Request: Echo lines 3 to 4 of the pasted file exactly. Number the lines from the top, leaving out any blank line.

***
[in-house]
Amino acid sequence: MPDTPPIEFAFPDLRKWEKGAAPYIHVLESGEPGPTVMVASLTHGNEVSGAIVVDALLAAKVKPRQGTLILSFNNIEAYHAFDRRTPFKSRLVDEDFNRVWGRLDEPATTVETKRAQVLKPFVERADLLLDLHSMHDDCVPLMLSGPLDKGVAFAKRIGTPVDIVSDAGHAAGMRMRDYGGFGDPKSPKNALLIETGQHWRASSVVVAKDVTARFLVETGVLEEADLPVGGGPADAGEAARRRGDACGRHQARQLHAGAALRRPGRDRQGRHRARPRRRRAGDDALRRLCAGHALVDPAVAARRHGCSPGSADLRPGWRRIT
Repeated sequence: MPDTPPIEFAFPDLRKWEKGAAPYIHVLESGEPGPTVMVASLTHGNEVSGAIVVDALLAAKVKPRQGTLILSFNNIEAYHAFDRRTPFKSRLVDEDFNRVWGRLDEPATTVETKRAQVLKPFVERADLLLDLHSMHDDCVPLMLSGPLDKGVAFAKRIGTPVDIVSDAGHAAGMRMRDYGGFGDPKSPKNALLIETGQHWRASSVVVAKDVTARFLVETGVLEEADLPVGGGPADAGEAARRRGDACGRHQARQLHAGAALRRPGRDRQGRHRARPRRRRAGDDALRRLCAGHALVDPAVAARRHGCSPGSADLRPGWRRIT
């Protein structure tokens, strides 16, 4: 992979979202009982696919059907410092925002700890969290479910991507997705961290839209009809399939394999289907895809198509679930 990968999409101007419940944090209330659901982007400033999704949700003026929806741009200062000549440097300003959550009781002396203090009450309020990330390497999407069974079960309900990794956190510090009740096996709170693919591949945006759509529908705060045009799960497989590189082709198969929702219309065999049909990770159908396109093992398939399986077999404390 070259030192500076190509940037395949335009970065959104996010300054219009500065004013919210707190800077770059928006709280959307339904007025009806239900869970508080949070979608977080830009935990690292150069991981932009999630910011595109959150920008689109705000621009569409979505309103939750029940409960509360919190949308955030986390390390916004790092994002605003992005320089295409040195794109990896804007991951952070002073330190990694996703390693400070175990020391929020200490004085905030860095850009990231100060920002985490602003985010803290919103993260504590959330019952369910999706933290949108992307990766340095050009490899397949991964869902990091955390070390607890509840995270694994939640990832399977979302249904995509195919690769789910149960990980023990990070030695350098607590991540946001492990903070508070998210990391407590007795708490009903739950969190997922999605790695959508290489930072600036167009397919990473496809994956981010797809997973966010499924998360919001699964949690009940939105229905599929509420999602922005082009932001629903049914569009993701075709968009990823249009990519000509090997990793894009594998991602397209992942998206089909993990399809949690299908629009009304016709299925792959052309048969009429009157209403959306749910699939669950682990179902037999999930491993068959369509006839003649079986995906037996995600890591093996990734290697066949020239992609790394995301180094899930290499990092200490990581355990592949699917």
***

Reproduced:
Repeated sequence: MPDTPPIEFAFPDLRKWEKGAAPYIHVLESGEPGPTVMVASLTHGNEVSGAIVVDALLAAKVKPRQGTLILSFNNIEAYHAFDRRTPFKSRLVDEDFNRVWGRLDEPATTVETKRAQVLKPFVERADLLLDLHSMHDDCVPLMLSGPLDKGVAFAKRIGTPVDIVSDAGHAAGMRMRDYGGFGDPKSPKNALLIETGQHWRASSVVVAKDVTARFLVETGVLEEADLPVGGGPADAGEAARRRGDACGRHQARQLHAGAALRRPGRDRQGRHRARPRRRRAGDDALRRLCAGHALVDPAVAARRHGCSPGSADLRPGWRRIT
């Protein structure tokens, strides 16, 4: 992979979202009982696919059907410092925002700890969290479910991507997705961290839209009809399939394999289907895809198509679930 990968999409101007419940944090209330659901982007400033999704949700003026929806741009200062000549440097300003959550009781002396203090009450309020990330390497999407069974079960309900990794956190510090009740096996709170693919591949945006759509529908705060045009799960497989590189082709198969929702219309065999049909990770159908396109093992398939399986077999404390 070259030192500076190509940037395949335009970065959104996010300054219009500065004013919210707190800077770059928006709280959307339904007025009806239900869970508080949070979608977080830009935990690292150069991981932009999630910011595109959150920008689109705000621009569409979505309103939750029940409960509360919190949308955030986390390390916004790092994002605003992005320089295409040195794109990896804007991951952070002073330190990694996703390693400070175990020391929020200490004085905030860095850009990231100060920002985490602003985010803290919103993260504590959330019952369910999706933290949108992307990766340095050009490899397949991964869902990091955390070390607890509840995270694994939640990832399977979302249904995509195919690769789910149960990980023990990070030695350098607590991540946001492990903070508070998210990391407590007795708490009903739950969190997922999605790695959508290489930072600036167009397919990473496809994956981010797809997973966010499924998360919001699964949690009940939105229905599929509420999602922005082009932001629903049914569009993701075709968009990823249009990519000509090997990793894009594998991602397209992942998206089909993990399809949690299908629009009304016709299925792959052309048969009429009157209403959306749910699939669950682990179902037999999930491993068959369509006839003649079986995906037996995600890591093996990734290697066949020239992609790394995301180094899930290499990092200490990581355990592949699917």